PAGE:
Tamar (2 Samuel 13:1-22)

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There are times, writing this blog, when I think I should leave a topic alone. After all, others have already said what I want to and said it better. Mandy Marshall’s post ‘The Silent Screaming of Tamar’ is one of those cases – it’s a powerful, important piece. You should read it.

All the same, I’m still writing this post, because Tamar requires those of us with a voice to use it. This is a story characterised by the silence of those with power; to participate in that silence isn’t an option. And I’m writing it because, only this morning, there are new reports of yet another sexual abuse cover-up by the church.

So, 2 Samuel 13: Tamar, daughter of King David, is raped by her brother and nothing is done about it.

Her father does nothing, beyond expressing an empty fury.

Her other brother does nothing, at least not for two years. When he does, it leads to civil war, although this seems driven more by his dynastic ambitions that an innate sense of justice.

Their servants do nothing, because it’s more than their jobs are worth.

And Tamar disappears from the narrative; her story becomes that of her brothers and we never learn of her ultimate fate. We never hear about her tears, her bruises, her sleepless nights and her nightmares. She survives, but we don’t hear anything about it; when the story switches to rebellion and war, “what happened to Tamar?” is a question conspicuous by its absence.

In recent months the UK has been rocked by a series of scandals and investigations involving sex crimes carried out by prominent members of society. The Catholic Church has been scarred by revelations of child abuse for decades. There have been scandalous, high profile stories of sexual assault in the US and India. And somewhere along the line power structures were prioritised over the innocent, failing countless Tamars. The organisation becomes more important than people.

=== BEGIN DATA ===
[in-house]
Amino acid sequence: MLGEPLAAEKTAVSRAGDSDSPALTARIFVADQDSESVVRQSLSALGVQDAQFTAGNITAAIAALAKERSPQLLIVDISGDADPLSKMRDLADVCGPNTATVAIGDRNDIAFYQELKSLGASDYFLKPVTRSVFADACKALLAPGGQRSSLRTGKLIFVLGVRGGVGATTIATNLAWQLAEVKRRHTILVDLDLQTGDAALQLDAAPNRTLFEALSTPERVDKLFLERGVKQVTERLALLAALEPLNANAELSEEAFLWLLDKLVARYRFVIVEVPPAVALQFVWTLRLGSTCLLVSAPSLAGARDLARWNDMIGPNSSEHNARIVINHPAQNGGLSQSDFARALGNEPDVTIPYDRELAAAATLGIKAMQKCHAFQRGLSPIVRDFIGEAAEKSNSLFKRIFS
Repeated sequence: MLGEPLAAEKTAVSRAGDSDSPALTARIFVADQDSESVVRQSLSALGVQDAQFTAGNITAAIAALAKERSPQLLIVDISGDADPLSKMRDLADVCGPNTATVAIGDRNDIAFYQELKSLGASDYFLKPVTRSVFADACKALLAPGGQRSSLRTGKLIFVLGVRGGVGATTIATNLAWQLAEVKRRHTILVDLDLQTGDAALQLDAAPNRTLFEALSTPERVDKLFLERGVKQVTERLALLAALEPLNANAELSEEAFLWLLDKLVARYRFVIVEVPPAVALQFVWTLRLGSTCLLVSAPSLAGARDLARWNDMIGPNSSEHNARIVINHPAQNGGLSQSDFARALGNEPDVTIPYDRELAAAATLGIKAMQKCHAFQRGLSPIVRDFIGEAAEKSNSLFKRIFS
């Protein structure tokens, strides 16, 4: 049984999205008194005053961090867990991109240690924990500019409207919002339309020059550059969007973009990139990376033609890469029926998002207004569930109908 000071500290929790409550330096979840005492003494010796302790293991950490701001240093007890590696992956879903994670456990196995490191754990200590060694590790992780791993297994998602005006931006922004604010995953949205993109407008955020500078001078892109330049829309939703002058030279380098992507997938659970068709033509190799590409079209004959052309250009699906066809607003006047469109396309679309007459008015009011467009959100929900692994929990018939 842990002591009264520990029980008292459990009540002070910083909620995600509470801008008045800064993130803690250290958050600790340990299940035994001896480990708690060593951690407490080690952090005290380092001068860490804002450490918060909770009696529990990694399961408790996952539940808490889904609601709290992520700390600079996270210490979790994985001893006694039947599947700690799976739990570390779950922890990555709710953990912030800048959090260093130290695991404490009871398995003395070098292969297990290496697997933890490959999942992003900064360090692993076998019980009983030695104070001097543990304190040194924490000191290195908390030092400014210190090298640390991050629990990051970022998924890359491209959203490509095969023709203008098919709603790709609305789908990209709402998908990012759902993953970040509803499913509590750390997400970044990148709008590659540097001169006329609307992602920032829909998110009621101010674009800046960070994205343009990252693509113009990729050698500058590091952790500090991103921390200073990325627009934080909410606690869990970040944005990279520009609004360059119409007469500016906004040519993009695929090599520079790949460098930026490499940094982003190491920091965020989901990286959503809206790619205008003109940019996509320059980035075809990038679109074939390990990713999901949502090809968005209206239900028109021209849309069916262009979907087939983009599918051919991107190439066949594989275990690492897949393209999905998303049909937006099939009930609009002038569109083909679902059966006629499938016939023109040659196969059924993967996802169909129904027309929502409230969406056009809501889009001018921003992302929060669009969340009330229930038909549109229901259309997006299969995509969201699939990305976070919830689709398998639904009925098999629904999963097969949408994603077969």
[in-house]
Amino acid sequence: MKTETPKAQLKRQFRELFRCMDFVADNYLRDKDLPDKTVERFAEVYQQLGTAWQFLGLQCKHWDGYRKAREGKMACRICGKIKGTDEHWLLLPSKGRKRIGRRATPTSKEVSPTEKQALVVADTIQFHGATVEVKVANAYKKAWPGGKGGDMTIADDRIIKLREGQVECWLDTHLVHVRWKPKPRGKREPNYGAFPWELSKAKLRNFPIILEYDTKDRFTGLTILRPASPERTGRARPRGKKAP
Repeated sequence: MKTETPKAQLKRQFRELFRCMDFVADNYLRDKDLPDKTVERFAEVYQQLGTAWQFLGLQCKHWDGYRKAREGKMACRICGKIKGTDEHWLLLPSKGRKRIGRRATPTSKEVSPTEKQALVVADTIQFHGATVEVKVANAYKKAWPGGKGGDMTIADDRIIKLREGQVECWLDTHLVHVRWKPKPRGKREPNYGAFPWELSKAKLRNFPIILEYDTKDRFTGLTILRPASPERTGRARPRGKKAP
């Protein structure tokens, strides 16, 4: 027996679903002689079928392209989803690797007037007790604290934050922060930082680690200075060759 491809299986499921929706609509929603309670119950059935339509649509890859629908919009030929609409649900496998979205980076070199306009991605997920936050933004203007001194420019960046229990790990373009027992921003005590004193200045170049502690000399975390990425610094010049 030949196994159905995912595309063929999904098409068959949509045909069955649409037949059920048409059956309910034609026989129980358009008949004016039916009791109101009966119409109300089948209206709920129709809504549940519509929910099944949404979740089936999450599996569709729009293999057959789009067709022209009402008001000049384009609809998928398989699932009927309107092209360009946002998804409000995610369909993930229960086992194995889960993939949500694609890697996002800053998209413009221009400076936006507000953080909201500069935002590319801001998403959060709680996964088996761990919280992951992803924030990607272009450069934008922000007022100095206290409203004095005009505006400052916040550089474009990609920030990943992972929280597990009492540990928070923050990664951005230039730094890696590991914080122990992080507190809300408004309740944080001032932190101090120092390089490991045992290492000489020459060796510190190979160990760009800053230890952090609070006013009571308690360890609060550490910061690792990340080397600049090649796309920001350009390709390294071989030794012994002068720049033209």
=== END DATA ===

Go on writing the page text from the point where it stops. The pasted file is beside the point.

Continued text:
The minute that happens, any pretence of supporting those who need it most has been sacrificed, pretty much deliberately. The survivors of abuse are written off as unreliable, untrustworthy, troublemakers. The Church ceases to be a safe place while justifying itself with theology. It seeks to save its own life, which is a sure fire way of losing; we sit around bemoaning our declining influence while moral crimes like this are revealed on a weekly basis. Go figure.

Meanwhile Tamar sits in a corner, ignored and inconveniently weeping.

The fact is, this post shouldn’t have to be written. There shouldn’t have to be debates over ‘legitimate rape’. There shouldn’t be a ‘rape culture‘. It’s wrong and disgusting and the involvement of some branches of the church in covering it up and brushing it under the carpet is obscene.

“Whatever you did for the least of these, you did for me,” Jesus once said. He still weeps with Tamar, with all the Tamars. The tragedy is that he does this while his church is still too willing to draw the curtain, to look the other way.

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One thought on “Tamar (2 Samuel 13:1-22)

  1. Pingback: Churches, stop covering up sexual assault | The Left Hand of Ehud: Matt's Bible Blog

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